Defend good cops, don’t defund the police force 

It is only natural for people in the midst of a deeply emotional event to lash out at what they see as the cause of their grief and anger. Understandably, this reaction often overreaches and leads to calls for drastic measures that will not solve the problem in the long term.


This has weighed heavily on my mind over the past week or so during the extensive nationwide response to the murder of George Floyd by a police officer in Minneapolis. I do not hesitate to describe this event as murder and in more than two decades of experience as a state trooper I never personally encountered a law enforcement officer who thought that kneeling on the neck of a suspect who was properly restrained was appropriate behavior.


Sen. Paul Davis, R-Sangerville


The officer that did this has been appropriately charged with murder and the officers who were with him that day have been charged for not intervening to save Floyd’s life. This is as it should be, and these officers will face justice within the appropriate legal system. 


In any large group, no matter what kind of group it is, one will find many great people and a few bad actors. There will be people who respond professionally under great stress and those who lack the temperament or training to do so. Defunding or abolishing the police force, however, is an emotional overreaction to this case.


The aftermath of this unnecessary loss of a human life by the senseless actions of a single bad police officer, my anger and disappointment are compounded by the damage this single act has done to the image and reputation of people in law enforcement in general, the vast majority of whom are professional, selfless public servants.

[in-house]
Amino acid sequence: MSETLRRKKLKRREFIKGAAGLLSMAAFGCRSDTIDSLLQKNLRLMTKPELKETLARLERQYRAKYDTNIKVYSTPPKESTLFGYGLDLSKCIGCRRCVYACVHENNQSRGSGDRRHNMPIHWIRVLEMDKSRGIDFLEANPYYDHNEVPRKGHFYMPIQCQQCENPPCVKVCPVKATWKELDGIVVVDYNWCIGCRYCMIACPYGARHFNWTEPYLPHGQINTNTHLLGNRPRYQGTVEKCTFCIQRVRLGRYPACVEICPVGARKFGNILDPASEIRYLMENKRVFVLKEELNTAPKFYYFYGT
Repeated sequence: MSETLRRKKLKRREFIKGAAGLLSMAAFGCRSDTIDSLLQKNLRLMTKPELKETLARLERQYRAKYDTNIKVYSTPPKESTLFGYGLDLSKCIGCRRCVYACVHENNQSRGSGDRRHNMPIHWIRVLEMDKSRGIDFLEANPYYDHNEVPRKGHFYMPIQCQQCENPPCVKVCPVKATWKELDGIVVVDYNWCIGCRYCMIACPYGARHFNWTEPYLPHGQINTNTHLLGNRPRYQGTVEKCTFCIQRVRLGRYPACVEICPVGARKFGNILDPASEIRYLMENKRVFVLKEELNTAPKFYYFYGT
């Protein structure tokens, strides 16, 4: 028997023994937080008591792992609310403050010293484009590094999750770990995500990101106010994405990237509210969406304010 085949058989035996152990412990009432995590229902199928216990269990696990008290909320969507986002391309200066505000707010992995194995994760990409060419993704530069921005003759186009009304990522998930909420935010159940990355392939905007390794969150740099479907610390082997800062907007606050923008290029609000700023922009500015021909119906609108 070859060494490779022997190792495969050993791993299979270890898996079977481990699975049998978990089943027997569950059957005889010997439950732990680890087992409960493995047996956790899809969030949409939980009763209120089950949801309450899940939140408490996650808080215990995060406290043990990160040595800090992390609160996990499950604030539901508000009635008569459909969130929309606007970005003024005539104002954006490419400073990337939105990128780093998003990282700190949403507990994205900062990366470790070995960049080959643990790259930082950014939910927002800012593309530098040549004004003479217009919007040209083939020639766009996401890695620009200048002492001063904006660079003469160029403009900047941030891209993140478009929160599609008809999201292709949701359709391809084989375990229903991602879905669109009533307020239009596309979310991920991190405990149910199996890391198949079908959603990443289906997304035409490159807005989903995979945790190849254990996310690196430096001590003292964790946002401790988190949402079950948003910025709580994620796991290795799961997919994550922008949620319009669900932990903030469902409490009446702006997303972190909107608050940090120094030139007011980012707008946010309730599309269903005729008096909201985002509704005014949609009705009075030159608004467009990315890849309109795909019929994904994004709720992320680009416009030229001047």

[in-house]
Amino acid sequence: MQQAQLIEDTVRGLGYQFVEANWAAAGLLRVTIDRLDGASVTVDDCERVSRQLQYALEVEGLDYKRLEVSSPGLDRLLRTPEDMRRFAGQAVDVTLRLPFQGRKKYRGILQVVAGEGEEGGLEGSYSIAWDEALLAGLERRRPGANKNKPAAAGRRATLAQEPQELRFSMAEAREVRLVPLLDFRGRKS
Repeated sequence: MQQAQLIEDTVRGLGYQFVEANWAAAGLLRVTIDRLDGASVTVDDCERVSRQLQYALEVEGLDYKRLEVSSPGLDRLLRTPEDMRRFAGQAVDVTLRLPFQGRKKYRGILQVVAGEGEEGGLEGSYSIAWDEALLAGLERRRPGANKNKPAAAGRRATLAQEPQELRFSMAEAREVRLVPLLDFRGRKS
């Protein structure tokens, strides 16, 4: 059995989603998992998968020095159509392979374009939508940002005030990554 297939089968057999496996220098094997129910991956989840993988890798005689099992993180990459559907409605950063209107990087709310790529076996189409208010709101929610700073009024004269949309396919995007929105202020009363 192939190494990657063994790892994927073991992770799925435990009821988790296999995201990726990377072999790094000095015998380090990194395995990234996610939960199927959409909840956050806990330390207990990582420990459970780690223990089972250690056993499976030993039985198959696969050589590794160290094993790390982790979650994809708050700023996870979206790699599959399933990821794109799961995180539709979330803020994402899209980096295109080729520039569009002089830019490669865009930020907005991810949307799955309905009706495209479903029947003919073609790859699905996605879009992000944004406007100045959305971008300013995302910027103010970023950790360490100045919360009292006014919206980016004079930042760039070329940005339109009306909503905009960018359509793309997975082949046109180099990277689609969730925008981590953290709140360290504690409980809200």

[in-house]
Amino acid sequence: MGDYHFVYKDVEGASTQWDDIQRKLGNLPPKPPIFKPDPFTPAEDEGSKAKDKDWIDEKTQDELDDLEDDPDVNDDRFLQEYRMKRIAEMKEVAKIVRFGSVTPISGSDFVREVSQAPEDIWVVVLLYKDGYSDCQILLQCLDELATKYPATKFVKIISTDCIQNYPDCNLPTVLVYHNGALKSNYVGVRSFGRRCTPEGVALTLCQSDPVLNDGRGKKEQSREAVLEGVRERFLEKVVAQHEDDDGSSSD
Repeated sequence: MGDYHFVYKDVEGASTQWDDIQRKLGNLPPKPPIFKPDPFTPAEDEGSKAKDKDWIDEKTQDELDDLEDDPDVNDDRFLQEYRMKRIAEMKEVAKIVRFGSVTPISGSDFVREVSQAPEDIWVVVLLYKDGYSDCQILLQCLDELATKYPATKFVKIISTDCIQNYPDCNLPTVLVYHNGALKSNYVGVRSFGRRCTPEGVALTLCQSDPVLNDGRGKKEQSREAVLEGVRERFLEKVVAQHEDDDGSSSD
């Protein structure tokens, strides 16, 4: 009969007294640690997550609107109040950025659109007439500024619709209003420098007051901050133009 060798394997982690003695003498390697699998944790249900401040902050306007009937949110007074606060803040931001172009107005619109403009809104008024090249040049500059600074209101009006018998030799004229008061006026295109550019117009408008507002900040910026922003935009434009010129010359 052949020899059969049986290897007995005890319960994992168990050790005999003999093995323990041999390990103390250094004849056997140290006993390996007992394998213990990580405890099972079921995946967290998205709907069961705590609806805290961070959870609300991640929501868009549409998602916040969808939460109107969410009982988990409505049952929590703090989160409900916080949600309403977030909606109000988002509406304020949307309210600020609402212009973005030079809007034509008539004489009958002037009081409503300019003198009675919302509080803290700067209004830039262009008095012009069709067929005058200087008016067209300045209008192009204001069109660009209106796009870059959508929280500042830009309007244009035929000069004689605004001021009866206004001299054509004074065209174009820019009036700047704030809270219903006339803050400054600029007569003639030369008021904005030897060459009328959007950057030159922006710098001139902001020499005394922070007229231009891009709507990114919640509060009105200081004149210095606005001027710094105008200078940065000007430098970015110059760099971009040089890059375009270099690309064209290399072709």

As I know from experience, very often police officers put themselves and their lives between vulnerable citizens and those whose intent is to do harm. They are usually the first to respond to the scene of a motor vehicle accident which means they encounter deaths and terrible injuries and are often the only immediate source of comfort for the victims. They provide a sense of security and comfort to law-abiding citizens in an increasingly insecure world.


Their commitment to this role of protector became all too prevalent last year when Cpl. Eugene Cole was shot and killed by a suspect and Detective Ben Campbell was killed by a detached truck wheel while aiding a motorist on I-95.


Defunding or abolishing the police force in a given community would leave its citizens without the aid and comfort, protection and security we have all taken for granted throughout most of our lives. This drastic action would be in response to a senseless murder committed by someone who should never have been a police officer in the first place.


It is vital to our communities across Maine that we resist the call to eliminate police departments, defund law enforcement, and jump to conclusions while we are still in the midst of an emotional response to a horrible tragedy.


Davis represents District 4 in the State Senate. He retired from the Maine State Police after 23 years of service.

Get the Rest of the Story

Thank you for reading your 4 free articles this month. To continue reading, and support local, rural journalism, please subscribe.